A Botanical Perspective on Tea
By Nadia Cavallin, Field Botanist, Royal Botanical Gardens.
I love tea so, as a botanist, it’s funny that I had not considered the plant much. We often examine the tiniest intricacies of wild plants and sometimes ignore the popular agricultural plants, other than to make a game of how much evolutionary diversity we can get on a dinnerplate by counting the number of plant families from which the plants composing our meal came. (Yes, it really is a game.) As a self-proclaimed nerd of food gardening, I spend many winter hours pouring over seed catalogues, admiring the diversity of varieties available for all the food plants we can grow here in Ontario, and possibly preparing an overly ambitious order list. Perhaps it’s because I can’t grow Camellia sinensis, the tea plant, that I’ve paid so little attention to it. Given that it’s the plant that provides me my (thrice) daily beverage and my caffeine fix, it’s time to change that. Here’s a close look at Camelia sinensis from the same perspective with which I would see the plants along RBG’s trails.
Short of having the live plant to observe or an herbarium specimen to examine, a botanist’s way to learn the details of plant species is to consult a Flora, which is a publication describing the plants of a given region. Luckily, the Flora of China is available online (www.eFloras.org). Here, we learn that Camellia sinensis is an evergreen shrub or small tree, growing from one to nine meters tall. Its leathery leaves attach alternately along the stems. That is, at any point on a twig where you see a leaf, there will be only one leaf. The next leaf will be further along the twig. The leaves would look smooth, shiny, and dark green. However, if you were to stand upside-down and view the shrubs from the bottom, thus observing the undersides of the leaves, they would appear pale green. If the underside were smooth, then you would likely be in northern China, practicing your handstand by a shrub of Small Leaf Tea, Camellia sinensis variety sinensis. On the other hand, if your view were of pale backsides of leaves with a dense covering of long, soft, and curly spreading hairs, then you would more likely be in the southern part of the range the tea plant, among Large Leaf Tea, Camellia sinensis variety assamica. If so, I hope you might find a few fermented (young) leaves, a cup, and some boiling water to brew a cup of Pu’ehr tea. Perhaps return to an upright position for this. Don’t worry about the hair. In botanical terms, long just means you don’t need a magnifying lens to see it.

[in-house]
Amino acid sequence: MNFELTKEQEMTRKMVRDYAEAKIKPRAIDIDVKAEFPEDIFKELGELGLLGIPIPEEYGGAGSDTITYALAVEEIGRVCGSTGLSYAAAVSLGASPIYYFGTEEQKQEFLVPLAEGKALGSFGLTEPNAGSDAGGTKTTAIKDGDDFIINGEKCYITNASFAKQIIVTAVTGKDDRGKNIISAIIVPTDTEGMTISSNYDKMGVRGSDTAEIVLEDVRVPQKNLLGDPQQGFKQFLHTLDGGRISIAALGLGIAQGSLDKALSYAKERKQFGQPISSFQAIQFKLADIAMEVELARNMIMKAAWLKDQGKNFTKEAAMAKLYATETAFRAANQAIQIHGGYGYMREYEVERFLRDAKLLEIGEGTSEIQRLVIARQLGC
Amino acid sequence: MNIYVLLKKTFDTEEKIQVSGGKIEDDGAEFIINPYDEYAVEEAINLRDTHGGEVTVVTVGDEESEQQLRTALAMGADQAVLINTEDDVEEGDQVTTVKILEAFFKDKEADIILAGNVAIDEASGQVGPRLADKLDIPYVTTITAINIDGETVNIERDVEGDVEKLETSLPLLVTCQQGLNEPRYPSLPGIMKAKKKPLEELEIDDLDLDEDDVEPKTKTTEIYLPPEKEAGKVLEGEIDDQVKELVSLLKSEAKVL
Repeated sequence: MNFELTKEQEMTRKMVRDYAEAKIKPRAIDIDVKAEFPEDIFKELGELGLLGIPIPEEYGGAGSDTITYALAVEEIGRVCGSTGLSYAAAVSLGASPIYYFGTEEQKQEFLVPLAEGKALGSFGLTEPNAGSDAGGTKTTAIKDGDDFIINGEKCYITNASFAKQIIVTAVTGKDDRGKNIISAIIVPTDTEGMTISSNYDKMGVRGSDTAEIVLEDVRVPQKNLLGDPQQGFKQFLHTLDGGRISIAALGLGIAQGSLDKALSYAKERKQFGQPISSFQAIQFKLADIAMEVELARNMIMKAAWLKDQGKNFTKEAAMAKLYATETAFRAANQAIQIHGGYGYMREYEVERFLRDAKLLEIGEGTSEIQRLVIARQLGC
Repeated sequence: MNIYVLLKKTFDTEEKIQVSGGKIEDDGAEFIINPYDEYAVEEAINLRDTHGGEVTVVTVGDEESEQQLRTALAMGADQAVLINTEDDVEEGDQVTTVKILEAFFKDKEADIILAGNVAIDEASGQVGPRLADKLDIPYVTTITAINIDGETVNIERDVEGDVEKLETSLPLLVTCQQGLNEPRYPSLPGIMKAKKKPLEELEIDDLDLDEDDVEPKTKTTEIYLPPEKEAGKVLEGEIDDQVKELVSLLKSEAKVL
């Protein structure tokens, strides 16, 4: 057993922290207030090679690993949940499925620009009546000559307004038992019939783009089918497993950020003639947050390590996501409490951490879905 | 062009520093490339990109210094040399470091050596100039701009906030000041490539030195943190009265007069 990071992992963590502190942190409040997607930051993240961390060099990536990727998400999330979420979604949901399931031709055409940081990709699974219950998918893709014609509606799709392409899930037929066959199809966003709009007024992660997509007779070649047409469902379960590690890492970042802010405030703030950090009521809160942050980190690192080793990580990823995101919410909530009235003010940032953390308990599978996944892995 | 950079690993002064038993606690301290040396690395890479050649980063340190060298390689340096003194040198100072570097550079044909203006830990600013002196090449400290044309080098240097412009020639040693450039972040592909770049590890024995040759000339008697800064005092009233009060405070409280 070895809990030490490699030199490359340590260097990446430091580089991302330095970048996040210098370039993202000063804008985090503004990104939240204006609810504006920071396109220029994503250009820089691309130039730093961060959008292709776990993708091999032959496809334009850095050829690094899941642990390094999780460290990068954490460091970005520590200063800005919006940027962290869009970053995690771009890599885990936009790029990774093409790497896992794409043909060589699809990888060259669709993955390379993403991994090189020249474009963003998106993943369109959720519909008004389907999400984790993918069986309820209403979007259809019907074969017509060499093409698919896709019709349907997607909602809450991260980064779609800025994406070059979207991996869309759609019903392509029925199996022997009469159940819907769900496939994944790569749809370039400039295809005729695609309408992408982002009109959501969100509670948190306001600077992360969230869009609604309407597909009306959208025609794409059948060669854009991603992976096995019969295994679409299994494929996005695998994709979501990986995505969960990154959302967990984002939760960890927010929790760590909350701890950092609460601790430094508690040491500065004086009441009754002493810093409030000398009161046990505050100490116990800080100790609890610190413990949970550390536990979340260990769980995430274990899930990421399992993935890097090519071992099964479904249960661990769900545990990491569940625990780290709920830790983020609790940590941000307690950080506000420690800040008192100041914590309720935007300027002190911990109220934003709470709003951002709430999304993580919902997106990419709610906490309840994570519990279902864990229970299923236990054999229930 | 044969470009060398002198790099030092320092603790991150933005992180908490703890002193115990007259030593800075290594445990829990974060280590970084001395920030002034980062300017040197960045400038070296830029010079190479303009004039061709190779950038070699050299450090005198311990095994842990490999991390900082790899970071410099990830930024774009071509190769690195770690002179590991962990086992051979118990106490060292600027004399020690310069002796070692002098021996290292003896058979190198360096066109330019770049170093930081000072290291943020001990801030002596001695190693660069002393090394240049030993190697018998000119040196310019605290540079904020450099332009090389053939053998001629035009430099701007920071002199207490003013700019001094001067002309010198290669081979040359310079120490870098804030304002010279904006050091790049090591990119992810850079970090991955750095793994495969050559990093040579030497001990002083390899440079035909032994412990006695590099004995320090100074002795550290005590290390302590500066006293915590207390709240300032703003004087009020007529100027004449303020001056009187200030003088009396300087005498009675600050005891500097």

While you savour your cup of tea, take a moment to admire the flowers. Small Leaf Tea blooms from October to December. I hope your tea is hot. Large Leaf Tea blooms from December to February. The flowers for both varieties grow from the axils of the leaves, either singly or in groups of two or three. They are about 2.5 to 3.5 cm in diameter, or the size of a loonie to a little bit bigger, each on a recurved stalk one half to one centimetre long. Each flower has six to eight round white petals framing a centre of many stamens with yellow anthers. In the centre of the stamens, you would find a round ovary that will mature into a three-lobed capsule. Capsules are dry fruits that split open when they are mature. Each lobe splits lengthwise along the middle to release a round seed, about 1 cm in diameter.
As you continue to sip your tea, you notice a purplish to reddish hue to the young twigs. Maybe your next cup of tea will be Kukicha, made with a mixture of twigs and leaves. Now tuned in to the importance of hair on plants, you notice a very fine coat of short white hairs on the twigs, and then the silvery grey, silky hairs on the buds terminating the twigs. These are the buds that will produce the next shoot, or if they are picked first, the next tea harvest.
Whichever of the thousands of varieties of tea that you enjoy, they all come from the beautiful broad-leaved evergreen shrub (or small tree), Camellia sinensis. The magnificent diversity comes from the complex interplay of environment, millennia of cultivation, and skilled processing of the leaves and buds. We currently know very little about the wild plants from which we cultivate our beloved tea, but scientists are on it.